This advantage is also a disadvantage since the reader is limited to the same view of the world as held by the narrator. The reader is only able to understand what the narrator understands. The reader can only see and experience what the narrator sees and experiences. Therefore, if the character is in a room, and there is a noise outside the room, the reader cannot know what made the noise until the narrator finds out.
Storytelling in first-person viewpoint is often narrow in scope, focusing on the internal dialogue of one character.
This limited knowledge of the world has been used to significant effect by many writers.
Since the narrator and reader are so closely related, it is possible to tell a story that is heavily influenced by the narrator. In many of the best novels written in first-person viewpoint, a further element is created by making the narrator unreliable. In short, this means that the narrator cannot be trusted. The information that is being passed to the reader has, in some way, been altered by the narrator.
In some cases, this might be that the narrator is not openly lying, but, instead, presenting the world to the reader through their own internal lens. However, it many cases, the narrator is openly lying with the first-person narrator, telling the reader what they want them to know. This means the reader is forced to trust the narrator's version of the world.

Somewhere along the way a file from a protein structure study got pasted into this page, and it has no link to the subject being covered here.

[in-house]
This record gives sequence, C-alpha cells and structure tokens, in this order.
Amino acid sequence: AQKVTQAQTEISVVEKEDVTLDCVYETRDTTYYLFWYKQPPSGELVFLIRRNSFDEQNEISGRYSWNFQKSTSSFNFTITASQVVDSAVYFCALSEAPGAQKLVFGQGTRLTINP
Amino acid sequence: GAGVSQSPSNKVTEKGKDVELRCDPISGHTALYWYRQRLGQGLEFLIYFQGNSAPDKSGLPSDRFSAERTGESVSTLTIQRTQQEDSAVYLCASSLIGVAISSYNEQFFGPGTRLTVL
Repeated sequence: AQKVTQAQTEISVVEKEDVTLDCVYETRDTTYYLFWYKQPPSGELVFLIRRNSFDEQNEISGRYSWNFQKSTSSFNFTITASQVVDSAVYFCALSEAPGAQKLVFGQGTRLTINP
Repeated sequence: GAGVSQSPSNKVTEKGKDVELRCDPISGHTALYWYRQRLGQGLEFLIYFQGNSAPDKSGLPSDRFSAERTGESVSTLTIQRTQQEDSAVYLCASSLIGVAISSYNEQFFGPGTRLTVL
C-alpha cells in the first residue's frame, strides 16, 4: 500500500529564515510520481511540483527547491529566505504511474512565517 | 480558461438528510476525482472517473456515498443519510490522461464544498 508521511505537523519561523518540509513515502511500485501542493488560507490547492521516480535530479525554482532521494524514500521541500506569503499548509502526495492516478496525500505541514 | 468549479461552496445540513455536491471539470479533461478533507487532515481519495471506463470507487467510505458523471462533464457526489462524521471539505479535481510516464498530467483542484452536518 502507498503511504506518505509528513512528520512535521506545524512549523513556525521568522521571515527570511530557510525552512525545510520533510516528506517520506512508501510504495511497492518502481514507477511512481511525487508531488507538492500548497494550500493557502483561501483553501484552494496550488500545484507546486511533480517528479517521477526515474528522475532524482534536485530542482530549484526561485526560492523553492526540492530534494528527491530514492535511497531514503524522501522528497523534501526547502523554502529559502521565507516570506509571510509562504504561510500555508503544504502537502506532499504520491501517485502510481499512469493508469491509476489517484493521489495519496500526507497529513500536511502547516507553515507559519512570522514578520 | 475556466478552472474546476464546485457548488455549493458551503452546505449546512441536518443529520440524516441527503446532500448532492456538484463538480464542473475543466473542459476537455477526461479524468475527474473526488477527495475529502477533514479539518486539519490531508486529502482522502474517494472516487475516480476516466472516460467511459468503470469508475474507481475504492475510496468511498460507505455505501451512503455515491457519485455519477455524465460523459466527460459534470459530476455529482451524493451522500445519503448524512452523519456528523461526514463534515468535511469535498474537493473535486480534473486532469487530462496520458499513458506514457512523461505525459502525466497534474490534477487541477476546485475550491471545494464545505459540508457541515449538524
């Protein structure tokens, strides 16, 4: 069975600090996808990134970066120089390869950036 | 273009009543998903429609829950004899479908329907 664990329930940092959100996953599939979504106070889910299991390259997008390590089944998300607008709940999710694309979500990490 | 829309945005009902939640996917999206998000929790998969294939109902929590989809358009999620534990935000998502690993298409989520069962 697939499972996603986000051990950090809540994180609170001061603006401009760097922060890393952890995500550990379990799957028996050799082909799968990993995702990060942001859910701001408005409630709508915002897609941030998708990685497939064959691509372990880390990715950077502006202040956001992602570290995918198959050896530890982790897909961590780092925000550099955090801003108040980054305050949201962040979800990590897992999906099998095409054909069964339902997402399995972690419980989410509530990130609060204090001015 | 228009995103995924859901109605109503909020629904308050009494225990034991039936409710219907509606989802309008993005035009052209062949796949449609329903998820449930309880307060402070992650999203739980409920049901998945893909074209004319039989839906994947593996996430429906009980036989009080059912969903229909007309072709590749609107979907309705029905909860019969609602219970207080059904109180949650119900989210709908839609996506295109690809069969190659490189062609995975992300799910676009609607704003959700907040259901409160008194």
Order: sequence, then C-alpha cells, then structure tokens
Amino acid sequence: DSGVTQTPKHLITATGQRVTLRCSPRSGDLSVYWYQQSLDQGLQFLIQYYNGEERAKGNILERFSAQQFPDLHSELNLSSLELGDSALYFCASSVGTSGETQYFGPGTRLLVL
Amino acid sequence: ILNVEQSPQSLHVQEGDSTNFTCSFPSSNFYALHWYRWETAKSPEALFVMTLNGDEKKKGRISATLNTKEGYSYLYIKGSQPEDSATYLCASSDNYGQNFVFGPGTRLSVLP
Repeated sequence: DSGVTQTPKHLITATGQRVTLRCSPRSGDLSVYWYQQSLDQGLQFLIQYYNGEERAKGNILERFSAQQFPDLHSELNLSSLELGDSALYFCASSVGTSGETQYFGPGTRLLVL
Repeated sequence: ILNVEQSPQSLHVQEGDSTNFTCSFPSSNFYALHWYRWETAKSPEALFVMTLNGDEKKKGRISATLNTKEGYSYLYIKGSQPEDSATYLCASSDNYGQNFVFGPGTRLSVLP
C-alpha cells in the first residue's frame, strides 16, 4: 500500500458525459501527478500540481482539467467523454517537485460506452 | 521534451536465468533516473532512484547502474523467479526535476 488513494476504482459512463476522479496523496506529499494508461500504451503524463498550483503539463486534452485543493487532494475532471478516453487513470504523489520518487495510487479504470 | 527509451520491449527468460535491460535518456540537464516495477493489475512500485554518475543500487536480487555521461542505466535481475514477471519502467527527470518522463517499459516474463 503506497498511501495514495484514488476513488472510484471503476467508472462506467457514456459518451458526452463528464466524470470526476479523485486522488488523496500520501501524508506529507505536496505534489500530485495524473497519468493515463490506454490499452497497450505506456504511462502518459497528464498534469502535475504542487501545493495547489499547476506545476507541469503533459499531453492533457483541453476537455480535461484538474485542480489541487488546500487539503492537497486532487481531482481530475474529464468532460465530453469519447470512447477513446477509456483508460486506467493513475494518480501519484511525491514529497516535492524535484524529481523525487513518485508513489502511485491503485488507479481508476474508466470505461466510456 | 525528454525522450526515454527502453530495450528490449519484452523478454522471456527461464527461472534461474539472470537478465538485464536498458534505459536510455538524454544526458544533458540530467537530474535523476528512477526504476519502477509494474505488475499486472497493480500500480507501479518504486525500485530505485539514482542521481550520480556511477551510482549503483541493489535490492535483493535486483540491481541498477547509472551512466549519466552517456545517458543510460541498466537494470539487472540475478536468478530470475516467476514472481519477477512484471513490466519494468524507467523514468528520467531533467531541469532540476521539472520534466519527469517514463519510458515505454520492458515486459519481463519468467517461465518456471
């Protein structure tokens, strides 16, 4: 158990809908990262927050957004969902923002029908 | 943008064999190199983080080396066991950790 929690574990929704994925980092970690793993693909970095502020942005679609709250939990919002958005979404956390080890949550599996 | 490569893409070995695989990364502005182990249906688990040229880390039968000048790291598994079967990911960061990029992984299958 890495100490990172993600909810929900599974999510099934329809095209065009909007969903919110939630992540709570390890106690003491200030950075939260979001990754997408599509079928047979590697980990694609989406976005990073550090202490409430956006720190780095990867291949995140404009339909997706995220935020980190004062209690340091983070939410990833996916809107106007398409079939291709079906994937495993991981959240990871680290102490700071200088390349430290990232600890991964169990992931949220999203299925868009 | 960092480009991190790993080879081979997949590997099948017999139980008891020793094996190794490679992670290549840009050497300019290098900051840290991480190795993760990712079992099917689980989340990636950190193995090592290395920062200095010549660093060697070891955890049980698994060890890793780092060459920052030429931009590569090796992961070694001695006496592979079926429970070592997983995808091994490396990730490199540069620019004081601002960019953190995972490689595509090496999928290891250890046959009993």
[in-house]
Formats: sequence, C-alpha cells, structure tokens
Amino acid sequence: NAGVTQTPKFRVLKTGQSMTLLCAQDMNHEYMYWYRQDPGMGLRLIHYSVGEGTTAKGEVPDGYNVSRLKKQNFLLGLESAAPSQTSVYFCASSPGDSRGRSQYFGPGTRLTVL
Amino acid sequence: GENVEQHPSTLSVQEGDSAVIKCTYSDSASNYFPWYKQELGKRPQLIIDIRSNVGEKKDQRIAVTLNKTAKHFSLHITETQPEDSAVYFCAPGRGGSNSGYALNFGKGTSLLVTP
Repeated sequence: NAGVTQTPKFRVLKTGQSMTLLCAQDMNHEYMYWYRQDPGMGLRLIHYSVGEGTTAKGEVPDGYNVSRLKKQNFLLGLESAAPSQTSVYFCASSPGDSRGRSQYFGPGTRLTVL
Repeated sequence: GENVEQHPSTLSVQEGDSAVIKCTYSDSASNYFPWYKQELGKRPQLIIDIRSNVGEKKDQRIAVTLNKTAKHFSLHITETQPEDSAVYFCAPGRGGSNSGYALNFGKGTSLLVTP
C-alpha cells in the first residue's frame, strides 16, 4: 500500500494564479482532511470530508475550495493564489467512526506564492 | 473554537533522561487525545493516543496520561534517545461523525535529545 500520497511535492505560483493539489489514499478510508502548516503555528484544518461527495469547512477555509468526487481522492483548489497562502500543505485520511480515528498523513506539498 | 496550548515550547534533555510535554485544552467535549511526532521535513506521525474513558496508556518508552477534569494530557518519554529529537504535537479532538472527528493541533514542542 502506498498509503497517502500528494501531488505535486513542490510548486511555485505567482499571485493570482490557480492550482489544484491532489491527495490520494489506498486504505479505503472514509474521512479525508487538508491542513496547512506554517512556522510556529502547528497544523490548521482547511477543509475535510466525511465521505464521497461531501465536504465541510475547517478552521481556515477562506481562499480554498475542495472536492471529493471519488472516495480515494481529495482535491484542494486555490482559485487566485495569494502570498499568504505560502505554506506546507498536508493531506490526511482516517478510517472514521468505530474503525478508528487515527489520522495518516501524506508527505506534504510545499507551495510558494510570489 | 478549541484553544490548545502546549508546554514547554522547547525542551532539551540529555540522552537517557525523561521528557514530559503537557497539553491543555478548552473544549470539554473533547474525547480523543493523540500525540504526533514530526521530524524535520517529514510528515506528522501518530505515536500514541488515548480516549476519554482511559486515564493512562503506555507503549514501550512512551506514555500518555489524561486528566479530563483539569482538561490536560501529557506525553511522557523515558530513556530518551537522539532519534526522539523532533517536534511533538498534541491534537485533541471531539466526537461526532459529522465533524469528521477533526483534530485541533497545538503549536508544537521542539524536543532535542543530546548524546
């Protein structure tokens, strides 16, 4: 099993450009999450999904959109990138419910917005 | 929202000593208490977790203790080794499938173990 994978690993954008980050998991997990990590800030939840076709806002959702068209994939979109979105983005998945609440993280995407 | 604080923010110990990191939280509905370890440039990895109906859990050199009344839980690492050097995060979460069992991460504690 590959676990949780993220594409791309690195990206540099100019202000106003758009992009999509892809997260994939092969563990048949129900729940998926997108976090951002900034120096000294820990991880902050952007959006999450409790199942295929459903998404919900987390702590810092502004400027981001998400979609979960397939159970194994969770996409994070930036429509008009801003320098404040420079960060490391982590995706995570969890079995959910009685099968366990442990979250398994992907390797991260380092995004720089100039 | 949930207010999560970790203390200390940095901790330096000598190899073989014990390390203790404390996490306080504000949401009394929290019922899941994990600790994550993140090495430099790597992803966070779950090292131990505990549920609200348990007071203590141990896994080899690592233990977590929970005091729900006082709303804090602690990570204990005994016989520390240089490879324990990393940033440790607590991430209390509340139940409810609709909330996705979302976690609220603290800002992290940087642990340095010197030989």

In the novel American Psycho by Bret Easton Ellis, the main character is a psychopathic high-flyer banker that kills for pleasure. It is written from a first-person viewpoint. Throughout the book, the reader is given a view of the world filtered through a killer's mind.
Look at this example to see how the writer is using first-person viewpoint to influence the reader:
Outside this cab, on the sidewalks, black and bloated pigeons fight over scraps of hot dogs in front of a Gray's Papaya while transvestites idly look on and a police car cruises silently the wrong way down a one-way street and the sky is low and gray and in a cab that's stopped in traffic across from this one, a guy who looks a lot like Luis Carruthers waves over at Timothy and when Timothy doesn't return the wave the guy—slicked-back hair, suspenders, horn-rimmed glasses—realizes it's not who he thought it was and looks back at his copy of USA Today. Panning down to the sidewalk there's an ugly old homeless bag lady holding a whip and she cracks it at the pigeons who ignore it as they continue to peck and fight hungrily over the remains of the hot dogs and the police car disappears into an underground parking lot.